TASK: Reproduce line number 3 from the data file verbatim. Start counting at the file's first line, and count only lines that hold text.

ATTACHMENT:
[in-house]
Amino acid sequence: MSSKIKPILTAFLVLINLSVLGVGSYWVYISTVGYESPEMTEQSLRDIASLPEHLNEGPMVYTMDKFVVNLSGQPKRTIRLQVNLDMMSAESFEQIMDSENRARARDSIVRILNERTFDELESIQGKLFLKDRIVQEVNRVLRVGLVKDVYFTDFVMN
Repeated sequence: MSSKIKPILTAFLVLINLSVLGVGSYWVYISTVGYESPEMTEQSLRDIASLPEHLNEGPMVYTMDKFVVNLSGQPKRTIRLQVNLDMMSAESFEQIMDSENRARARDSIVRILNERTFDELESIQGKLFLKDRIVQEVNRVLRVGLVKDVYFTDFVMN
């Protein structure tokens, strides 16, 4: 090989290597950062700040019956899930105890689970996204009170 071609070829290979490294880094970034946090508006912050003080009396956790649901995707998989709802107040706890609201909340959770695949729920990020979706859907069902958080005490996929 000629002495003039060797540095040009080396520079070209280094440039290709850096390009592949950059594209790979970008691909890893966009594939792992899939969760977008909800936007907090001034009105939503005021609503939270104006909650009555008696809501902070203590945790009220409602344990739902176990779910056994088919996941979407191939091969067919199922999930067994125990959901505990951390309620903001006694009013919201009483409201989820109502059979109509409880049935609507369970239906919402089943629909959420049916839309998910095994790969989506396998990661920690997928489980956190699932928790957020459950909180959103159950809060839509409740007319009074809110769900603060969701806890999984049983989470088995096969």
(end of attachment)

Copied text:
Repeated sequence: MSSKIKPILTAFLVLINLSVLGVGSYWVYISTVGYESPEMTEQSLRDIASLPEHLNEGPMVYTMDKFVVNLSGQPKRTIRLQVNLDMMSAESFEQIMDSENRARARDSIVRILNERTFDELESIQGKLFLKDRIVQEVNRVLRVGLVKDVYFTDFVMN